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The Austin, Texas, area had only six ICU beds open as of Saturday, as the state experiences a coronavirus surge driven by the highly transmissible Delta variant.
Nearly 2.4 million people live in Texas’ “O” trauma district, which includes Austin’s Travis County and 10 other surrounding counties.
As of Saturday, only 479 of the area’s 4,523 hospital beds were available, according to data from the Texas Department of Health Services.
The data was released just two days after city health officials raised the threat warning to Stage 5 — the highest level — based on infections and hospitalizations surging to pre-vaccination levels. In a press release, city officials said the seven-day average for new hospital admissions increased 600% between July 5 and August 4.
Under Stage 5, Austin residents are advised to wear masks, even if they’re fully vaccinated. Unvaccinated residents are being told to stay home and avoid gatherings, travel, and indoor dining.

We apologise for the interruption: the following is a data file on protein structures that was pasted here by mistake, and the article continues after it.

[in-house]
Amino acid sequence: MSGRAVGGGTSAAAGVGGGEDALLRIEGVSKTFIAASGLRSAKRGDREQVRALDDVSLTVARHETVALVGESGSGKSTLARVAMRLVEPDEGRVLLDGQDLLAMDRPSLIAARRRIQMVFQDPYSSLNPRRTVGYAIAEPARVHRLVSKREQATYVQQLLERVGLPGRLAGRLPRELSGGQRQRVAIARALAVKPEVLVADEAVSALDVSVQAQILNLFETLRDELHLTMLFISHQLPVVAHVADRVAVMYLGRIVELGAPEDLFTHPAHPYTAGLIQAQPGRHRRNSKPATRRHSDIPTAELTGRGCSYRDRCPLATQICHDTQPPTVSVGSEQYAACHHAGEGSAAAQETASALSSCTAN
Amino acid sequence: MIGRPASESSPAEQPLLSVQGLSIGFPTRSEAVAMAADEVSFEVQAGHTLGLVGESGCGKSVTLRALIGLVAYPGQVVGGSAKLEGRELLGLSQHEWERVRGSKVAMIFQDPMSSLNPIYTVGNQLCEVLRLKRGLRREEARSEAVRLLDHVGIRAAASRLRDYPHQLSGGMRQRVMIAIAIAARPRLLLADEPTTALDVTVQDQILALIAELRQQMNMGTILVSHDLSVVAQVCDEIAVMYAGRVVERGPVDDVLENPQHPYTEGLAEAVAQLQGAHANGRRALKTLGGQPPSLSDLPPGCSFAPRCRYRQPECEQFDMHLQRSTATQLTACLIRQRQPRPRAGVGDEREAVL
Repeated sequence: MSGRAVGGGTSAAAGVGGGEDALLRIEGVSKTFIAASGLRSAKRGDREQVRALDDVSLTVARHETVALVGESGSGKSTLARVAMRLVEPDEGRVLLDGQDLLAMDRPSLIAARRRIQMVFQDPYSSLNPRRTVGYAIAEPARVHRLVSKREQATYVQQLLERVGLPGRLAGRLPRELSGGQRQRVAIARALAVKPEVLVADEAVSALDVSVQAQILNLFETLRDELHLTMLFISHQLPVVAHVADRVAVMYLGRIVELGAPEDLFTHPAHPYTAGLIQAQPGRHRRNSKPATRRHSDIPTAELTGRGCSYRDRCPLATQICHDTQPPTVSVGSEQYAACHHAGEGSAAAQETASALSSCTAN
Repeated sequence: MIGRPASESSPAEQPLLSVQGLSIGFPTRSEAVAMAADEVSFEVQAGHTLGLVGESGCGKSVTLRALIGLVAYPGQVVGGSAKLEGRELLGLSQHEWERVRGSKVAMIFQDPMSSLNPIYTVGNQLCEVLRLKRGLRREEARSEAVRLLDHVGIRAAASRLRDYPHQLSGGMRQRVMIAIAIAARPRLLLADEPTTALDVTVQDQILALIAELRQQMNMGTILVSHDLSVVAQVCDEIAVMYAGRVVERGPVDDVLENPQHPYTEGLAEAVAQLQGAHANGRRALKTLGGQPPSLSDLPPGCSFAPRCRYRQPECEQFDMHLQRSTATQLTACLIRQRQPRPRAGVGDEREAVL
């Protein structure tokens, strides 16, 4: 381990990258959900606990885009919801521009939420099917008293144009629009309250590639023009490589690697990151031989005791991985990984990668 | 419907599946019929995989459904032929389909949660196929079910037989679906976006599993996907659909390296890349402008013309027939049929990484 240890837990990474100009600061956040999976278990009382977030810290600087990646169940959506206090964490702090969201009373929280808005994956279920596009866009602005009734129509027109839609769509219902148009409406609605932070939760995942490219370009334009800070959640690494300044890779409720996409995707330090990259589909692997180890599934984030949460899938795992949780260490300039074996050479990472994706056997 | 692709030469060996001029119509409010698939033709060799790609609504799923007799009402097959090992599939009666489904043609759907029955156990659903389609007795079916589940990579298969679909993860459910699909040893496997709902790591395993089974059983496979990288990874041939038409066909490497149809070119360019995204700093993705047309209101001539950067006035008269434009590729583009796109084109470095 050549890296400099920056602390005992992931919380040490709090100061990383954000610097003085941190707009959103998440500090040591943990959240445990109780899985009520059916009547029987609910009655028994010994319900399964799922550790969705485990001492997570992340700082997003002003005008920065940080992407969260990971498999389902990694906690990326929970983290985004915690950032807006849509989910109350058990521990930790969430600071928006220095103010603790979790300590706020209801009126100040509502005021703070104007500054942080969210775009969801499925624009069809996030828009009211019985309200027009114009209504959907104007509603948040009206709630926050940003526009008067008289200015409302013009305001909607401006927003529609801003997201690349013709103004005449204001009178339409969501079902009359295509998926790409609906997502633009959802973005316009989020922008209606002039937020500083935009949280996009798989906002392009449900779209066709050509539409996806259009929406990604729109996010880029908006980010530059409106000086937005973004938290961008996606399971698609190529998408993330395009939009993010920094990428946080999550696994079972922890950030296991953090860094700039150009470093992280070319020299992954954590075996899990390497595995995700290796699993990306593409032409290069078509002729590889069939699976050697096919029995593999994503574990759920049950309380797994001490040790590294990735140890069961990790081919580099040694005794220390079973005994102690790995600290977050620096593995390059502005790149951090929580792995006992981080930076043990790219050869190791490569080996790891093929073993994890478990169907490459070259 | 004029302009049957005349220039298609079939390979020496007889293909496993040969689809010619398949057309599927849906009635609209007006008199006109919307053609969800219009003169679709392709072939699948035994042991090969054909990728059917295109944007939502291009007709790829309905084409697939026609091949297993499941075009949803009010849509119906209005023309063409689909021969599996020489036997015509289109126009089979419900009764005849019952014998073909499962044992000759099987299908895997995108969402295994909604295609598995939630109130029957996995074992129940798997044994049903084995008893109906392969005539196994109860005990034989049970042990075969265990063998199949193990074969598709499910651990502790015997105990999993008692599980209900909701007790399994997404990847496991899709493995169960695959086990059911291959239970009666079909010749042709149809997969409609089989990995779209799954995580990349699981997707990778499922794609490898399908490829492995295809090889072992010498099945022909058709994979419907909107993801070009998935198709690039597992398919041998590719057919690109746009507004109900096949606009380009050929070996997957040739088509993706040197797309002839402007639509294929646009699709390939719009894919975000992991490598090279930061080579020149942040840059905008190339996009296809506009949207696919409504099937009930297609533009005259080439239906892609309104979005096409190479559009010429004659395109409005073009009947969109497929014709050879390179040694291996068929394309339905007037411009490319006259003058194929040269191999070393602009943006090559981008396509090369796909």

While Austin itself has a higher-than-average vaccination rate than the state at large (63.93% in Travis County compared to a state rate of 53.48%), the other counties in the trauma district have much lower vaccination rates, bringing the area’s average down to a rate of just 48.1%, according to public data published Sunday.
Mayor Steve Adler of Austin told CNN that unvaccinated people were bearing the brunt of serious COVID-19 infections in this latest surge.
“Almost everyone in our ICUs are people who are not vaccinated. We have no one on ventilators in our city that are vaccinated,” he said. “This is an epidemic among the unvaccinated.”
Multiple studies have shown that vaccinations help protect against severe disease even in the face of the Delta variant.